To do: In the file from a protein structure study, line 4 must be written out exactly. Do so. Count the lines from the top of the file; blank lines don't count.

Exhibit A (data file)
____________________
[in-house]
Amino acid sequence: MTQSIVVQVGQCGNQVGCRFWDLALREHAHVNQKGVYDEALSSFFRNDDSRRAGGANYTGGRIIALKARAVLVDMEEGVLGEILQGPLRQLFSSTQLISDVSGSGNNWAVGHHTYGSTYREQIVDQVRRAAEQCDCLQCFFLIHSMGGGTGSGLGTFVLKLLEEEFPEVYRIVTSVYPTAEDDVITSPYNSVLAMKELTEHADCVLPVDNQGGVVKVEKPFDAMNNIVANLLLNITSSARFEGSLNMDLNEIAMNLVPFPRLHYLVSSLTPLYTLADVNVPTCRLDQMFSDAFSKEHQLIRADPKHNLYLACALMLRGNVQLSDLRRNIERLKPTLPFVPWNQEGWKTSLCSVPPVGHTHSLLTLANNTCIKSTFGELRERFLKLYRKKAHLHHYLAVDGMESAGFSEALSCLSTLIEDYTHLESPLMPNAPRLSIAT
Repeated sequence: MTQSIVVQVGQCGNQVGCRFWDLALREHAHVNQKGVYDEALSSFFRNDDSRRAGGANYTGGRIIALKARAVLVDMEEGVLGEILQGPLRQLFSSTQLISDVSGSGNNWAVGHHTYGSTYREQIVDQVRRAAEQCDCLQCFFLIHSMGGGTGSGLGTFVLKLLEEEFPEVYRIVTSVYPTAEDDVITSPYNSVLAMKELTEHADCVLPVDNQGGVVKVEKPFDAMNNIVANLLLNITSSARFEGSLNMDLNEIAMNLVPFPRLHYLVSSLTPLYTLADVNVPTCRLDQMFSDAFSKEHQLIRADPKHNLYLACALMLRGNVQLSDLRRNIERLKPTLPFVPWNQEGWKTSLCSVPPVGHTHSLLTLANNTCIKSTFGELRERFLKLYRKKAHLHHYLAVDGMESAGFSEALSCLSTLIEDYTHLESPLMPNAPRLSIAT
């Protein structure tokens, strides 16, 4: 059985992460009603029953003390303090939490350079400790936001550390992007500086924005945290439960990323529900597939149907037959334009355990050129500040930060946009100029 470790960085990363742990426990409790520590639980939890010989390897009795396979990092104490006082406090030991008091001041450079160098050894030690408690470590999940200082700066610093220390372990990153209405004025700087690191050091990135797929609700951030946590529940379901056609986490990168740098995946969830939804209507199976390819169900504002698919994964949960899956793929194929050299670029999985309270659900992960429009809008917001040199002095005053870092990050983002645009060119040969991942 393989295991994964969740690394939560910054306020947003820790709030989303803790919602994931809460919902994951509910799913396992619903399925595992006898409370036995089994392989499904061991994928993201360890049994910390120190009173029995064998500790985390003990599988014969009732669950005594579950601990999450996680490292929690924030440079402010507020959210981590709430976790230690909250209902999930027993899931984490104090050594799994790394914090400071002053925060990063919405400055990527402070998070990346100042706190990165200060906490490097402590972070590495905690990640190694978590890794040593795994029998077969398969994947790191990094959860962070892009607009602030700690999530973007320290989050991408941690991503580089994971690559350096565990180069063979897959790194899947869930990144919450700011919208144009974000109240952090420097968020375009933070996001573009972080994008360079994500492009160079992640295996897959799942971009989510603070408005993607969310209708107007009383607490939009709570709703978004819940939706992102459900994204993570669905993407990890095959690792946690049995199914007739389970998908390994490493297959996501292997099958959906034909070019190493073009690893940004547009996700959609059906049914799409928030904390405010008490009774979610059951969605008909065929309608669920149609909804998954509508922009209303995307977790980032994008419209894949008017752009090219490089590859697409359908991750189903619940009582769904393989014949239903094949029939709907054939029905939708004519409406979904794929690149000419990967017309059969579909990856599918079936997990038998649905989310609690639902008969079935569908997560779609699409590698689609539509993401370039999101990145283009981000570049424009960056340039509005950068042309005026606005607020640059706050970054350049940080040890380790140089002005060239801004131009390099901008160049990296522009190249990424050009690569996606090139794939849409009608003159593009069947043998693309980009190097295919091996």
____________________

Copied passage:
């Protein structure tokens, strides 16, 4: 059985992460009603029953003390303090939490350079400790936001550390992007500086924005945290439960990323529900597939149907037959334009355990050129500040930060946009100029 470790960085990363742990426990409790520590639980939890010989390897009795396979990092104490006082406090030991008091001041450079160098050894030690408690470590999940200082700066610093220390372990990153209405004025700087690191050091990135797929609700951030946590529940379901056609986490990168740098995946969830939804209507199976390819169900504002698919994964949960899956793929194929050299670029999985309270659900992960429009809008917001040199002095005053870092990050983002645009060119040969991942 393989295991994964969740690394939560910054306020947003820790709030989303803790919602994931809460919902994951509910799913396992619903399925595992006898409370036995089994392989499904061991994928993201360890049994910390120190009173029995064998500790985390003990599988014969009732669950005594579950601990999450996680490292929690924030440079402010507020959210981590709430976790230690909250209902999930027993899931984490104090050594799994790394914090400071002053925060990063919405400055990527402070998070990346100042706190990165200060906490490097402590972070590495905690990640190694978590890794040593795994029998077969398969994947790191990094959860962070892009607009602030700690999530973007320290989050991408941690991503580089994971690559350096565990180069063979897959790194899947869930990144919450700011919208144009974000109240952090420097968020375009933070996001573009972080994008360079994500492009160079992640295996897959799942971009989510603070408005993607969310209708107007009383607490939009709570709703978004819940939706992102459900994204993570669905993407990890095959690792946690049995199914007739389970998908390994490493297959996501292997099958959906034909070019190493073009690893940004547009996700959609059906049914799409928030904390405010008490009774979610059951969605008909065929309608669920149609909804998954509508922009209303995307977790980032994008419209894949008017752009090219490089590859697409359908991750189903619940009582769904393989014949239903094949029939709907054939029905939708004519409406979904794929690149000419990967017309059969579909990856599918079936997990038998649905989310609690639902008969079935569908997560779609699409590698689609539509993401370039999101990145283009981000570049424009960056340039509005950068042309005026606005607020640059706050970054350049940080040890380790140089002005060239801004131009390099901008160049990296522009190249990424050009690569996606090139794939849409009608003159593009069947043998693309980009190097295919091996």